The role of metabolic condition and diet in regulating circulating levels of adropin, a peptide hormone linked to cardiometabolic control, is not well understood. In this study, weight loss and diet effects on plasma adropin concentrations were examined.This report includes data from (1) a weight loss trial, (2) an evaluation of acute exercise effects on mixed-meal (60% kcal from carbohydrates) tolerance test responses, and (3) a meta-analysis to determine normal fasting adropin concentrations.Distribution of plasma adropin concentrations exhibited positive skew and kurtosis. The effect of weight loss on plasma adropin concentrations was dependent on baseline plasma adropin concentrations, with an inverse association between baseline and a decline in concentrations after weight loss (Spearmans =-0.575; P < 0.001). When ranked by baseline plasma adropin concentrations, only values in the upper quartile declined with weight loss. Plasma adropin concentrations under the main area of the bell curve correlated negatively with habitual carbohydrate intake and plasma lipids. There was a negative correlation between baseline values and a transient decline in plasma adropin during the mixed-meal tolerance test.Plasma adropin concentrations in humans are sensitive to dietary macronutrients, perhaps due to habitual consumption of carbohydrate-rich diets suppressing circulating levels. Very high adropin levels may indicate cardiometabolic conditions sensitive to weight loss.


Widen E.M.,Columbia University | Widen E.M.,New York Obesity Research Center | Whyatt R.M.,Columbia University | Hoepner L.A.,Columbia University Medical Center | And 10 more authors.
American Journal of Clinical Nutrition | Year: 2015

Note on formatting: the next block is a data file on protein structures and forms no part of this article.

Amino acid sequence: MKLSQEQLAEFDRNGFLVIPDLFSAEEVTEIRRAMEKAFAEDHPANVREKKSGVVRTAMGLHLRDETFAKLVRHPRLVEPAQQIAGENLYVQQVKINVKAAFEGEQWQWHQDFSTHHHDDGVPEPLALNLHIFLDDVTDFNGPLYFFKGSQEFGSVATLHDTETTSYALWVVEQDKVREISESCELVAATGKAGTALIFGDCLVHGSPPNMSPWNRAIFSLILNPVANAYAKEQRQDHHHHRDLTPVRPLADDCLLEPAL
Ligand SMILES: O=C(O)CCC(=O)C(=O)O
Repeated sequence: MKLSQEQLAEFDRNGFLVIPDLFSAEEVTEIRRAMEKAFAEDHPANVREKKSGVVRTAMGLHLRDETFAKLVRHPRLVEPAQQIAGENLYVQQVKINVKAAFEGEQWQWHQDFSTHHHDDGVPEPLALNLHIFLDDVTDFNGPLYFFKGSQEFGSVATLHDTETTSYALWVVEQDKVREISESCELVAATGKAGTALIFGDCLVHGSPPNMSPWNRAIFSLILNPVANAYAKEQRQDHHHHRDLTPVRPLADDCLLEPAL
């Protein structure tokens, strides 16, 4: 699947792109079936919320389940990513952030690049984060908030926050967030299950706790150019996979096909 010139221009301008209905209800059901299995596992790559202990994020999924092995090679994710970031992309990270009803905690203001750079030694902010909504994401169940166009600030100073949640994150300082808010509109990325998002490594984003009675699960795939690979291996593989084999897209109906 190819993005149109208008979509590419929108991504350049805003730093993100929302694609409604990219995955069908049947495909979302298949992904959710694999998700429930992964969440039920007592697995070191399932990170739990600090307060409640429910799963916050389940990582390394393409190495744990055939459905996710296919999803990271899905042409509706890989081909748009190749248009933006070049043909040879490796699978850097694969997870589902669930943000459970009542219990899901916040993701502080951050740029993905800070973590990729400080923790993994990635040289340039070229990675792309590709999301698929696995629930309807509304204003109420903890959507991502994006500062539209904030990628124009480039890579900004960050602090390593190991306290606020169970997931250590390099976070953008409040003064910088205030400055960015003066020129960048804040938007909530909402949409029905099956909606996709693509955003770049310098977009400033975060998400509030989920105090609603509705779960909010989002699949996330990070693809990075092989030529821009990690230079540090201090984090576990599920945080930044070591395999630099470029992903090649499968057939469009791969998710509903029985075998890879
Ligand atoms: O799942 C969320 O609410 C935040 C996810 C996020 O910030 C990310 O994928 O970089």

Background: Excessive gestational weight gain (GWG) is associated with postpartum weight retention (PPWR) and abdominal adiposity, but long-term effects are understudied in low-income and minority populations at high risk of obesity and associated sequelae. Objective: We examined associations between GWG and long-term PPWR and adiposity in a prospective cohort of African American and Dominican mothers in the Bronx and Northern Manhattan. Design:Women (n = 302) were enrolled during pregnancy and were followed for 7 y postpartum. Linear regression was used to relate excessive GWG [greater than 2009 Institute of Medicine (IOM) guidelines] to outcomes [percentage body fat and long-term PPWR (change in weight from prepregnancy to 7 y postpartum)], adjusting for covariates and included an interaction term between prepregnancy body mass index (BMI; in kg/m2) and GWG. Results: Mean 6 SD prepregnancy BMI and total GWG were 25.6 6 5.8 (42% of women had BMI $25) and 16.6 6 7.8 kg (64% of women had total GWG greater than IOM guidelines), respectively. Associations between GWG and long-term PPWR and the percentage body fat varied by prepregnancy BMI (P-interaction # 0.06); excessive GWG was associated with a higher percentage body fat and greater long-term PPWR in mothers with lower prepregnancy BMI. To illustrate the interaction, a predicted covariateadjusted model, which was used to derive estimates for the percentage body fat and PPWR associated with excessive GWG, was estimated for 2 prepregnancy BMI examples. For a woman with prepregnancy BMI of 22, excessive GWG was associated with 3.0% higher body fat (P , 0.001) and a 5.6-kg higher PPWR (P , 0.001); however, for a woman with a prepregnancy BMI of 30, excessive GWG was associated with 0.58% higher body fat (P = 0.55) and 2.06 kg PPWR (P = 0.24). Conclusions: Long-term adiposity and PPWR in low-income African American and Dominican mothers were predicted by interacting effects of prepregnancy BMI and excessive GWG. The provision of support for mothers to begin pregnancy at a healthy weight and to gain weight appropriately during pregnancy may have important lasting implications for weight-related health in this population. This study was registered at clinicaltrials.gov as NCT00043498. © 2015 American Society for Nutrition.